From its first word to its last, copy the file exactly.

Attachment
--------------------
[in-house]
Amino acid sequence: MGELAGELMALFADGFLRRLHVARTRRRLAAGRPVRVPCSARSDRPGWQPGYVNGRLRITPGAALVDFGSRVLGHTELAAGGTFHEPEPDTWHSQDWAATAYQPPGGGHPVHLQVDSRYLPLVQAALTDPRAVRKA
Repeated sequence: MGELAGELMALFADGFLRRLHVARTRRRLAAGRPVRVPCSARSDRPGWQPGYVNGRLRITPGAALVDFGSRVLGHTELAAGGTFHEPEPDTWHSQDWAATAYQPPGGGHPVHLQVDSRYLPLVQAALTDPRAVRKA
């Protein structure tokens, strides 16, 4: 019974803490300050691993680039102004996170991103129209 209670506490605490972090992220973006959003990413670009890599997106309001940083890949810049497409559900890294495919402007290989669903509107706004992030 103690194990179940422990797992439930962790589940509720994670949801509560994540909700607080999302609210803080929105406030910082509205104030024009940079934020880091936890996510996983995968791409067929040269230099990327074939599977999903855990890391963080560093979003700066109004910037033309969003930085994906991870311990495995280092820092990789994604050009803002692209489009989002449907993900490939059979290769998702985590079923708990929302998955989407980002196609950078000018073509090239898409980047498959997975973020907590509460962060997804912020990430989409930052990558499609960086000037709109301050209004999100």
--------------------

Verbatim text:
[in-house]
Amino acid sequence: MGELAGELMALFADGFLRRLHVARTRRRLAAGRPVRVPCSARSDRPGWQPGYVNGRLRITPGAALVDFGSRVLGHTELAAGGTFHEPEPDTWHSQDWAATAYQPPGGGHPVHLQVDSRYLPLVQAALTDPRAVRKA
Repeated sequence: MGELAGELMALFADGFLRRLHVARTRRRLAAGRPVRVPCSARSDRPGWQPGYVNGRLRITPGAALVDFGSRVLGHTELAAGGTFHEPEPDTWHSQDWAATAYQPPGGGHPVHLQVDSRYLPLVQAALTDPRAVRKA
């Protein structure tokens, strides 16, 4: 019974803490300050691993680039102004996170991103129209 209670506490605490972090992220973006959003990413670009890599997106309001940083890949810049497409559900890294495919402007290989669903509107706004992030 103690194990179940422990797992439930962790589940509720994670949801509560994540909700607080999302609210803080929105406030910082509205104030024009940079934020880091936890996510996983995968791409067929040269230099990327074939599977999903855990890391963080560093979003700066109004910037033309969003930085994906991870311990495995280092820092990789994604050009803002692209489009989002449907993900490939059979290769998702985590079923708990929302998955989407980002196609950078000018073509090239898409980047498959997975973020907590509460962060997804912020990430989409930052990558499609960086000037709109301050209004999100």